Not every rich person spent big, though. Beer baron Dick Yuengling, who famously offered Eric Trump a tour of his plant back in 2016, gave just $500 to Trump in October. Margot Birmingham Perot, widow of former presidential hopeful H. Ross Perot Sr., gave a mere $1,000 to Biden. About 9% of Trump’s wealthiest supporters and one-quarter of Biden’s donated less than $5,000.

Other billionaires spent nothing at all. Forbes did not find donations to Trump or Biden from Jeff Bezos, Warren Buffett, Bill Gates, Elon Musk or Mark Zuckerberg.


Dec 29, 2020
Not a surprise.

“Stock markets do perform better under Democrats than under Republicans. That’s a well-known fact, but it does not imply cause and effect,” says Jeremy Siegel, the Russell E. Palmer Professor of Finance at the Wharton School of the University of Pennsylvania. From 1952 through June 2020, annualized real stock market returns under Democrats have been 10.6% compared with 4.8% for Republicans.

According to Siegel, author of the 1994 investment classic Stocks For The Long Run, Wall Street’s obsession with politics is mostly misplaced: “Bull markets and bear markets come and go, and it’s more to do with business cycles than presidents.” In some ways the current environment has characteristics of the existential threat faced by George W. Bush post-2001 (replace terrorism with pandemic), the civil unrest that plagued the Johnson and Nixon administrations and Ronald Reagan’s trade war with Japan in the 1980s.

The winner among presidents for the best cumulative stock market return is William J. Clinton, with nearly 210%. The worst: George W. Bush, with -40%. Uncertainty has been the biggest disrupter of markets by far. In September 1955, for example, stocks dove 6.5% in a single day when Eisenhower suffered a sudden heart attack after a golf outing. When Kennedy was assassinated in November 1963 the immediate fall off was 3%. In both instances stocks promptly recovered. Market gyrations aside, investors can take comfort in the fact that in the long run, buy and hold worked best. A $1,000 investment in an index of large U.S. stocks in January 1945, would have compounded at an annual total return of 11% and would have been worth $2.3 million by the end of 2019.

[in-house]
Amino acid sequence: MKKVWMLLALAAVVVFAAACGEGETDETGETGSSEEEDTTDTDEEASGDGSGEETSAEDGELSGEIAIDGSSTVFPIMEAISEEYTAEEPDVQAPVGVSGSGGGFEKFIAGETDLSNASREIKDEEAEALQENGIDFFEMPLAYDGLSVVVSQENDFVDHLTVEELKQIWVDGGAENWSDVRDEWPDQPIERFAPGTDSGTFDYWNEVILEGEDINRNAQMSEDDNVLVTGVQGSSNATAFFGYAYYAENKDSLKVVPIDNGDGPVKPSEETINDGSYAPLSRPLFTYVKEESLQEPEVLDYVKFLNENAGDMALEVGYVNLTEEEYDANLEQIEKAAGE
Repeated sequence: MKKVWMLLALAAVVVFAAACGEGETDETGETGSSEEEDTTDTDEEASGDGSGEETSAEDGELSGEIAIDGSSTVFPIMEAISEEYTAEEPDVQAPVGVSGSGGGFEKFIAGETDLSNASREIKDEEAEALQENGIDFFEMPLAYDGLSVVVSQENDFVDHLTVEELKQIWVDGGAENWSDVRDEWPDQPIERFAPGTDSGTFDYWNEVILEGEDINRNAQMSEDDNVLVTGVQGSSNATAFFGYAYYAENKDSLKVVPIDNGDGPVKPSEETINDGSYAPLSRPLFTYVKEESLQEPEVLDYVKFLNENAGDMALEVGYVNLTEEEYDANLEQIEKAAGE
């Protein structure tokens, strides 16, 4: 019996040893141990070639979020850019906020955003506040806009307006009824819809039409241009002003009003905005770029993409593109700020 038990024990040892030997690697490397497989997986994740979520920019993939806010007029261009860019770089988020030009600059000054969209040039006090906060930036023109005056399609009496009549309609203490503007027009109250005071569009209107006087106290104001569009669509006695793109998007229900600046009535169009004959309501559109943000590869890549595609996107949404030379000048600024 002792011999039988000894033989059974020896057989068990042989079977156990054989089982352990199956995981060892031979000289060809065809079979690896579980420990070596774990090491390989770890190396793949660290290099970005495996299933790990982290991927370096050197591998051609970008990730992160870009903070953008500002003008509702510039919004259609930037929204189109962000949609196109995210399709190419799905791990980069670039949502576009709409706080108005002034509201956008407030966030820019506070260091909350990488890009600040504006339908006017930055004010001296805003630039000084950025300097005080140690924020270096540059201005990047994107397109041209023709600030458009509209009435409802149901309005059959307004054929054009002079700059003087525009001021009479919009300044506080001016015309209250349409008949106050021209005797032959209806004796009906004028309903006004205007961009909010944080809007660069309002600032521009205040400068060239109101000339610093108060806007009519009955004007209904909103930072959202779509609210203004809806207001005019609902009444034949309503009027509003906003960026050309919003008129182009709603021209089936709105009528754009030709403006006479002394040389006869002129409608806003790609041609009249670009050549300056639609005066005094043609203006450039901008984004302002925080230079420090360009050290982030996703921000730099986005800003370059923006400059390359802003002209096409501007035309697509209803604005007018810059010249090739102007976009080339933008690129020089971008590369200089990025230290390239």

Edit: it changed the URL on me, weird
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Mar 14, 2018
This can't be true. I mean, he's Blue Collar Joe! Why he used to take the train to and from work everyday and after a hard day at the office, he'd wipe the sweat off his brow and crack a delicious beer with the rest of the peons on the train home and regale them with stories of The Working Man's Plight. Why would billionaires want to elect a hard workin', salt of the earthin', baby momma flirtin', hairdo hurtin', gaffe spurtin' guy like Scranton Joe? C'mon man!
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Mar 14, 2018


Mar 23, 2018
Rich people abuse there income to make there vote count more then somebody elses vote.

Seems legit.


Aug 4, 2020
1.2 tillion profit during lockdown in Leftist states with small businesses imploding is one way to build back better
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Reactions: DeepEnigma